It’s been a while since personal trainers have felt comfortable being labeled as just “personal trainers”! Now we have wellness coaches, performance coaches, corrective exercise specialists, kettlebell masters, fitness coaches, and my favorite, life coaches! Regardless of what you choose to call yourself, there are essential skills to possess and master if you expect to be a successful trainer/coach.
At XCELFIT, our mantra is “Encouraging, Challenging, Teaching, Transforming”. For me personally as a coach, whether it’s in a fitness setting or in the volleyball arena, encouragement is probably the area of coaching that I need to be most conscious of working on with my clients and athletes. I am wired to be more internally motivated and to be pretty self-critical so I often expect this of other people.
According to a man I consider to be one of the greatest coaches of all time, Tony Dungy…
Encouragement is one aspect of leadership that you can’t delegate – you simply have to master it, whether you are predisposed to it or not.
Speaking of Coach Dungy, I’d highly recommend pretty much anything he’s written but one book that I’ve recently read that has already helped me to be a better coach is The Mentor Leader: Secrets To Building People and Teams That Win Consistently.
A few other good quotes on encouragement from Coach Dungy:
It’s not just in tough situations that people need encouragement.
You’re probably better off overusing encouragement than underusing it.
Coach Dungy quotes Goethe in the book:
Correction does much, but encouragement does more.
Coach John Wooden, perhaps the greatest coach of the past 50 years, puts it this way:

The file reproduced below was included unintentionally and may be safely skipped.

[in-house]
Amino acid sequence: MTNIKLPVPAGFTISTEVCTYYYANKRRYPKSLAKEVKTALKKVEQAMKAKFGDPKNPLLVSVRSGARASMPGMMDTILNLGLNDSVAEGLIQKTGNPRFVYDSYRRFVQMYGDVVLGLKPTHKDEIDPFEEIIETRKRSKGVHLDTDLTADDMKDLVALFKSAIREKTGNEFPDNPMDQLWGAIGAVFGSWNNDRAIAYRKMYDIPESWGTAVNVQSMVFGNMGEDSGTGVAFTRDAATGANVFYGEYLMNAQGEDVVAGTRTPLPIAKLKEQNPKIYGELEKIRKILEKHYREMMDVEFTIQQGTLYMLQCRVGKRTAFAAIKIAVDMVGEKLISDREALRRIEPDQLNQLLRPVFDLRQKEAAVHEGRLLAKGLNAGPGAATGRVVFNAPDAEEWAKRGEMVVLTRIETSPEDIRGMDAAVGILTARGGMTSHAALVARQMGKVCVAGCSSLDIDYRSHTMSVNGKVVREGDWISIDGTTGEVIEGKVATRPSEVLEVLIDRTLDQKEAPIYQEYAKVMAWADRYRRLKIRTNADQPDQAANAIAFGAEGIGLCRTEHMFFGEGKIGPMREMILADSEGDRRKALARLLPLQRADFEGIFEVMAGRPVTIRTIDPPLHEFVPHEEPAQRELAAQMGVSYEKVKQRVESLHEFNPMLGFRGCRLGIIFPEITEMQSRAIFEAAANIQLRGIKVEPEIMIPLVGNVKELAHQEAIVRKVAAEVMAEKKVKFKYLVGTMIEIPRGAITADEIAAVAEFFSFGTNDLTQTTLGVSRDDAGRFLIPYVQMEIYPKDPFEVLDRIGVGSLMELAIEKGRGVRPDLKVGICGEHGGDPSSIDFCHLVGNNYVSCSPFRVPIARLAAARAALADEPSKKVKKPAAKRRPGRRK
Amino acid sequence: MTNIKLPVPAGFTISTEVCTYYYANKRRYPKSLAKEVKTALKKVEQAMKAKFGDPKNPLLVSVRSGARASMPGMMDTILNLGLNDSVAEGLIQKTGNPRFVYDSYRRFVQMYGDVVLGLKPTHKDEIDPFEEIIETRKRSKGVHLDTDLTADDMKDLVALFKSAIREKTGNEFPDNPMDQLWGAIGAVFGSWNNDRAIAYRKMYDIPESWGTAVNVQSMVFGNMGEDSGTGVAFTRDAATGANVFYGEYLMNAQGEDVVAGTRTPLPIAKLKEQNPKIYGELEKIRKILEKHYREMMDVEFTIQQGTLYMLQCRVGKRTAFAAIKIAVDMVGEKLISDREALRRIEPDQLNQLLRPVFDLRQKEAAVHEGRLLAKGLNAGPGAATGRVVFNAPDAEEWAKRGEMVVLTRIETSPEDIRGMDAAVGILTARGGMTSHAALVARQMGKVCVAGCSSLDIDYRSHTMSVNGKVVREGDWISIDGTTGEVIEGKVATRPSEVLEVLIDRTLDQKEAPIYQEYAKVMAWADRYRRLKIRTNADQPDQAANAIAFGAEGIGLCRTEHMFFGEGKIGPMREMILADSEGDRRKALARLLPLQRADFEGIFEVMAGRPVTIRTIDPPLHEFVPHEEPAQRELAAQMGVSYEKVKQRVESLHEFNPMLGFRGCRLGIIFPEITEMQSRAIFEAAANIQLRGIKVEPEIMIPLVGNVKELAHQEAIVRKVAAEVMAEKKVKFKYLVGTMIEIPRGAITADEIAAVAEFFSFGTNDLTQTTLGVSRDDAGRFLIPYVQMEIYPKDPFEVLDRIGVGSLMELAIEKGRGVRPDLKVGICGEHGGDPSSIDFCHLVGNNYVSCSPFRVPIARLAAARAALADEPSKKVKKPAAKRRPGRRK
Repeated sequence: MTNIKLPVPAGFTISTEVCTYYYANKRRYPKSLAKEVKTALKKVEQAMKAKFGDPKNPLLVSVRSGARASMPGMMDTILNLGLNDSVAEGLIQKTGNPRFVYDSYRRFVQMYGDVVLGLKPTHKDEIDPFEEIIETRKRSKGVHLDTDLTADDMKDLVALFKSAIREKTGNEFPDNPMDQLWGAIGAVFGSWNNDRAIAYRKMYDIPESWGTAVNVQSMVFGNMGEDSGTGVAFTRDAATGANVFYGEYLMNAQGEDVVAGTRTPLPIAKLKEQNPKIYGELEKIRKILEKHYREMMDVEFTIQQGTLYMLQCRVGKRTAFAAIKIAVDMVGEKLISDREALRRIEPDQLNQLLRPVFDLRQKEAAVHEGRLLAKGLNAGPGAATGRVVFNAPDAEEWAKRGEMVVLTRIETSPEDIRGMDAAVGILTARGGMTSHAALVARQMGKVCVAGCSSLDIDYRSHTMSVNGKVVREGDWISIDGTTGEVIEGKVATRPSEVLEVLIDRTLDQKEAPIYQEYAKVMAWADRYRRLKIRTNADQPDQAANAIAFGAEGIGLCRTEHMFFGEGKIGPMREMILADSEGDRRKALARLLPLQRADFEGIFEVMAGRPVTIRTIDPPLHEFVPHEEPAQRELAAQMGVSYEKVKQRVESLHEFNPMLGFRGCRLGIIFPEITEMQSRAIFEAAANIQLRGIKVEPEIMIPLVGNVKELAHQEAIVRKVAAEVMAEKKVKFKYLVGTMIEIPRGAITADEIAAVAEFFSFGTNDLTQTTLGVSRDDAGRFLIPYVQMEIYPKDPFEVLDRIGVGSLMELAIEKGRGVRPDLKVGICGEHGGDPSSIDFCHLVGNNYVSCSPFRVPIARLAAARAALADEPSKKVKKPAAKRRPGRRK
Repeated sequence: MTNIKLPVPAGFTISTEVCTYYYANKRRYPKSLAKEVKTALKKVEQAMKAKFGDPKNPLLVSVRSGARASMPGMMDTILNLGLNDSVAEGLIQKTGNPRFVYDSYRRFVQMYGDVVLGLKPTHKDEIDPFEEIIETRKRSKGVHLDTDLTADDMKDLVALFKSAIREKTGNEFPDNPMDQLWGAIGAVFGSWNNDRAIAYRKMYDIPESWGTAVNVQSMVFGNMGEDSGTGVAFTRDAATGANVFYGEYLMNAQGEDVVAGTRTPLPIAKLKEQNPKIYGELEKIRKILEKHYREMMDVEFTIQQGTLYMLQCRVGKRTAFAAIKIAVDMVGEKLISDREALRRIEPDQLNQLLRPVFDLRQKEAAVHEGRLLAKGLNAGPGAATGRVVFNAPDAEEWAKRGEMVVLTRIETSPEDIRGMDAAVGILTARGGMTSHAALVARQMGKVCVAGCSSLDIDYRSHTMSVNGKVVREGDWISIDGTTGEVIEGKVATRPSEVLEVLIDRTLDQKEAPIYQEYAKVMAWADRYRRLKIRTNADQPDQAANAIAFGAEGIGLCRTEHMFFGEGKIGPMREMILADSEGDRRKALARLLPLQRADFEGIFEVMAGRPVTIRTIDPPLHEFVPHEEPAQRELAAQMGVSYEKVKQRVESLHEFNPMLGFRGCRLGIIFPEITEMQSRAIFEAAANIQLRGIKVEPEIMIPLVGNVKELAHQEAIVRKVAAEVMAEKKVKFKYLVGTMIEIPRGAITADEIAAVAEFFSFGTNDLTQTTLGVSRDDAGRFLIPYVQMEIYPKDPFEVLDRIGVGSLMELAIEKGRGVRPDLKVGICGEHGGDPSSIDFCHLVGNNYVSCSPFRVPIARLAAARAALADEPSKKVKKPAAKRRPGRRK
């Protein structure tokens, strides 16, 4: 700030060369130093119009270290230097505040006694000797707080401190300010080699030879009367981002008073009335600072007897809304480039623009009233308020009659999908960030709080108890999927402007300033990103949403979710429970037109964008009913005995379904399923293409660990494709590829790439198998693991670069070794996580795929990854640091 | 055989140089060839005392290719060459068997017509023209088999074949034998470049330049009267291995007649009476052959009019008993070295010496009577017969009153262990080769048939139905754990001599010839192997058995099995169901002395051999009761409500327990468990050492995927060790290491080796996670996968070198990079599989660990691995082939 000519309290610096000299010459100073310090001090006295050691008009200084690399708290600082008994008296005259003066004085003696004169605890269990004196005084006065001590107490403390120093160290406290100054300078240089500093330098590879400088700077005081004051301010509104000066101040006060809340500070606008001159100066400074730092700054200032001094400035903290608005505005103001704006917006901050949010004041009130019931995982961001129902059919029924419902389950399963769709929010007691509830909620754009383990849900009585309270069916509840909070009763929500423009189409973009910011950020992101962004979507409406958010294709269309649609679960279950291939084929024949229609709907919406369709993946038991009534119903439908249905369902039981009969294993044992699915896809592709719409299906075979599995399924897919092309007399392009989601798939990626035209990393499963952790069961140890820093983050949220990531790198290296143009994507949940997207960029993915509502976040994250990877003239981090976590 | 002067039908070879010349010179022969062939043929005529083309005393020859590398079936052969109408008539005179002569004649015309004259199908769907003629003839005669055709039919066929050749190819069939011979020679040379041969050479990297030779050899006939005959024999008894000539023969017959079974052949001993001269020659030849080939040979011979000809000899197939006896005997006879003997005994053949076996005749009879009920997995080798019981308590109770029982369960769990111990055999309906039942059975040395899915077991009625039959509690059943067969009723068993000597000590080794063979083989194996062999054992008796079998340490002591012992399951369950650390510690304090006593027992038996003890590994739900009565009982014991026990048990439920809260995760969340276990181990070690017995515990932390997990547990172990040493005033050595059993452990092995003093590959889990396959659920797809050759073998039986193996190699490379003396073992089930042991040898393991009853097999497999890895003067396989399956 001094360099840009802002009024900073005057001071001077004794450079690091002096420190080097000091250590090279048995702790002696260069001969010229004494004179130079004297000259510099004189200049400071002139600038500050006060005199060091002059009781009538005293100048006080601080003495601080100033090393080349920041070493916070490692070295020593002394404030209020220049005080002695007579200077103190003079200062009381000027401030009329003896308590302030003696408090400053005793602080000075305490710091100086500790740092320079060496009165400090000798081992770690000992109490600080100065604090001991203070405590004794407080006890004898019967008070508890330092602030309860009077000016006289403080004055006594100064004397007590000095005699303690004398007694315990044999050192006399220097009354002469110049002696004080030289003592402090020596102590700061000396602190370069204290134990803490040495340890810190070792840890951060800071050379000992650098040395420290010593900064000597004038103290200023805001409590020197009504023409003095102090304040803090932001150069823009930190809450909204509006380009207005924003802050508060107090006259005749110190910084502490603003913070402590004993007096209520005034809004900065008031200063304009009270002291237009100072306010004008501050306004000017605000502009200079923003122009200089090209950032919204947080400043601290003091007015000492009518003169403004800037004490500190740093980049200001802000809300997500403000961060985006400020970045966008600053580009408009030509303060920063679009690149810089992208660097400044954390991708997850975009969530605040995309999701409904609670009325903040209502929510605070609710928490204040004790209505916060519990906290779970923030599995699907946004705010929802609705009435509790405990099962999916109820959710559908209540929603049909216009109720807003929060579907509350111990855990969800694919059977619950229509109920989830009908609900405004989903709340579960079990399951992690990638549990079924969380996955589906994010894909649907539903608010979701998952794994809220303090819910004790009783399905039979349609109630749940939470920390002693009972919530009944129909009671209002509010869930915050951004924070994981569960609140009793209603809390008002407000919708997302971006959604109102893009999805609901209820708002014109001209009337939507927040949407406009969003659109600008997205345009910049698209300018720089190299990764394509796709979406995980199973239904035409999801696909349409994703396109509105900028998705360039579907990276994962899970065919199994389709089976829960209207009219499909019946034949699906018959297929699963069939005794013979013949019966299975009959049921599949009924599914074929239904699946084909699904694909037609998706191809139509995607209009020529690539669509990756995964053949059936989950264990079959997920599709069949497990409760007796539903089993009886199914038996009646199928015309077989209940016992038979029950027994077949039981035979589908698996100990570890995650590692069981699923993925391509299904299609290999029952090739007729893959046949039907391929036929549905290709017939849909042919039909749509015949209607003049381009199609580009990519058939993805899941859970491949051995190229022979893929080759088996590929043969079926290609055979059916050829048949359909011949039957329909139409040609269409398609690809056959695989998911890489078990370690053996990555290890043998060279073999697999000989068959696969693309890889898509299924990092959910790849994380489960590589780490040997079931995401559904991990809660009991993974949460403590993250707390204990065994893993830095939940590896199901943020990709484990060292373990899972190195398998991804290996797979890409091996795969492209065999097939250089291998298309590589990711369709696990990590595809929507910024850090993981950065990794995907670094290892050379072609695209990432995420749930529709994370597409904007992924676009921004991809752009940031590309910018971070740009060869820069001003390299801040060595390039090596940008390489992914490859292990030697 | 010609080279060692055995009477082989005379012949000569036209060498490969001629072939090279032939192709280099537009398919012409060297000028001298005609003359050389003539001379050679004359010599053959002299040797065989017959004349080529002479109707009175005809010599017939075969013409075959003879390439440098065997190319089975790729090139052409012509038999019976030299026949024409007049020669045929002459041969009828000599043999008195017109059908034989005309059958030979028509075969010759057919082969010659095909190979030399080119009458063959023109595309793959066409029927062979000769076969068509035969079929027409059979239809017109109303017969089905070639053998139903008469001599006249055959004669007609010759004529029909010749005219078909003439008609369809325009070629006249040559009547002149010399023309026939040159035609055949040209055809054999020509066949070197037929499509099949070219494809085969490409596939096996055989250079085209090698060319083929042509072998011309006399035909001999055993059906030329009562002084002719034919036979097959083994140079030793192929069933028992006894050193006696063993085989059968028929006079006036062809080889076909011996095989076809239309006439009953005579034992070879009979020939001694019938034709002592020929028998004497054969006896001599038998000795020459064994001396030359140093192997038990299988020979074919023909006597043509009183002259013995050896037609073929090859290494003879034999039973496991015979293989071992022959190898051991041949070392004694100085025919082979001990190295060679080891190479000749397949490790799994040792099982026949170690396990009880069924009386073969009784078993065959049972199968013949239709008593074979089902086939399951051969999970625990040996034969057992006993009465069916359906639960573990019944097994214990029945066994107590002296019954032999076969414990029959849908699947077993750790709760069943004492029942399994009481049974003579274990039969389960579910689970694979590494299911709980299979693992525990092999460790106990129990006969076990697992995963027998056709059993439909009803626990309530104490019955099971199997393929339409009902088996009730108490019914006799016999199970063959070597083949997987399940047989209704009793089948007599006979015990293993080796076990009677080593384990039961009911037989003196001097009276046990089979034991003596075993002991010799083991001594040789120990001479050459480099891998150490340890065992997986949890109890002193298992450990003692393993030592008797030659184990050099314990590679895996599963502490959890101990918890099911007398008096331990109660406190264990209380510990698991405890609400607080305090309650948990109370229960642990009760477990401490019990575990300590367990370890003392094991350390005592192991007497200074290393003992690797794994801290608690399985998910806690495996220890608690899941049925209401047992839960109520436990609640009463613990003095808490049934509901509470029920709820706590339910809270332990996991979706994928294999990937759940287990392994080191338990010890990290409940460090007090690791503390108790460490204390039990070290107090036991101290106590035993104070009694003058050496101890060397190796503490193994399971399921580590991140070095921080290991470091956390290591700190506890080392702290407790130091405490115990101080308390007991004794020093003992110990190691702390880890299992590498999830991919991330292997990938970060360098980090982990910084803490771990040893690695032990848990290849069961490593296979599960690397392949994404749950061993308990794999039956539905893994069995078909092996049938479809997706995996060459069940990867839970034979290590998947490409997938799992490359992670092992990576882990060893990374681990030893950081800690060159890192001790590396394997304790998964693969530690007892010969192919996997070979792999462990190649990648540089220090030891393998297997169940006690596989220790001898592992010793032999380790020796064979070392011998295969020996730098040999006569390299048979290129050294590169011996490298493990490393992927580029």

A coach is someone who can give correction without causing resentment.
Another quote from Coach Wooden that can be seen by some as inspiring and by others as intimidating goes like this:
Don’t measure yourself by what you have accomplished, but by what you should have accomplished with your ability.
This is the kind of encouragement that not everyone is up to handling but it leads into another great bit of wisdom that I have always tried to lean on and have often used to encourage athletes when they are labeled as “not talented enough”. I spent about 8 seasons training a great guy named Joe Orsulak who played for the Baltimore Orioles for several years. Every year, even though Joe might have ended up leading the team in hitting the previous year, it was predicted that some newer, younger and more talented player was going to take his spot. Every year, Joe hit the gym, the batting cage and did whatever it took to make sure those predictions proved false and more often than not they did!
Nothing in the world can take the place of Persistence. Talent will not; nothing is more common than unsuccessful men with talent. Genius will not; unrewarded genius is almost a proverb. Education will not; the world is full of educated derelicts. Persistence and determination alone are omnipotent. The slogan ‘Press On’ has solved and always will solve the problems of the human race.
30th president of US (1872 – 1933)
Trainers and coaches come in many shapes, sizes and backgrounds but at the core of becoming a great encourager is the ability to create and cast a vision for your clients and athletes that not only inspires them but also gives them a new way to see themselves without the self-imposed and other-imposed limitations that keep them from achieving and often surpassing their goals - that is if they even set goals! This doesn’t mean you tell the person who is tone deaf that they can win American Idol or that you tell the guy who runs a 6.45 forty yard dash – after years of training – that he is going to win an Olympic 100 meter race on this side of Heaven. Great leaders/coaches are also excellent talent evaluaters and are very good at helping people find the niche that they are most likely to succeed in. Once there, these same leaders/coaches continue to nurture and grow these people to be all they can be by excelling in the fundamentals of coaching with encouragement as the cornerstone.